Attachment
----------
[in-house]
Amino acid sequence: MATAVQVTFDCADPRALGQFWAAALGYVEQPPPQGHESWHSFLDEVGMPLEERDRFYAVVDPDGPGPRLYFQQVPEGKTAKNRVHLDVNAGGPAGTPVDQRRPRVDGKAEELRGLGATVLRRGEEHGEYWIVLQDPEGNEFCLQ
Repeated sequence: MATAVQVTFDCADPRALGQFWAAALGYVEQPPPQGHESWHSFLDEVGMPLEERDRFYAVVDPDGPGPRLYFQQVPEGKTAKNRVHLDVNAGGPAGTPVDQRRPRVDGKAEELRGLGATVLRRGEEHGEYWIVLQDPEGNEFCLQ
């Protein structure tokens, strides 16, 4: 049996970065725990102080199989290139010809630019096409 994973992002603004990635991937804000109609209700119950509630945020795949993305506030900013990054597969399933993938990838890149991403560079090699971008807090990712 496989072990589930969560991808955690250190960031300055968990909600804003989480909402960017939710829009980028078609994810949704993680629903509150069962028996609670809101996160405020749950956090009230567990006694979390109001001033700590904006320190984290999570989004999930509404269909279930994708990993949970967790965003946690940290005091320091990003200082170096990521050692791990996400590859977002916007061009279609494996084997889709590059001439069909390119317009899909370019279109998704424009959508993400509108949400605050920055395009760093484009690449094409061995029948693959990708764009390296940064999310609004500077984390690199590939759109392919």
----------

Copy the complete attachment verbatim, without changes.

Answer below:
[in-house]
Amino acid sequence: MATAVQVTFDCADPRALGQFWAAALGYVEQPPPQGHESWHSFLDEVGMPLEERDRFYAVVDPDGPGPRLYFQQVPEGKTAKNRVHLDVNAGGPAGTPVDQRRPRVDGKAEELRGLGATVLRRGEEHGEYWIVLQDPEGNEFCLQ
Repeated sequence: MATAVQVTFDCADPRALGQFWAAALGYVEQPPPQGHESWHSFLDEVGMPLEERDRFYAVVDPDGPGPRLYFQQVPEGKTAKNRVHLDVNAGGPAGTPVDQRRPRVDGKAEELRGLGATVLRRGEEHGEYWIVLQDPEGNEFCLQ
């Protein structure tokens, strides 16, 4: 049996970065725990102080199989290139010809630019096409 994973992002603004990635991937804000109609209700119950509630945020795949993305506030900013990054597969399933993938990838890149991403560079090699971008807090990712 496989072990589930969560991808955690250190960031300055968990909600804003989480909402960017939710829009980028078609994810949704993680629903509150069962028996609670809101996160405020749950956090009230567990006694979390109001001033700590904006320190984290999570989004999930509404269909279930994708990993949970967790965003946690940290005091320091990003200082170096990521050692791990996400590859977002916007061009279609494996084997889709590059001439069909390119317009899909370019279109998704424009959508993400509108949400605050920055395009760093484009690449094409061995029948693959990708764009390296940064999310609004500077984390690199590939759109392919």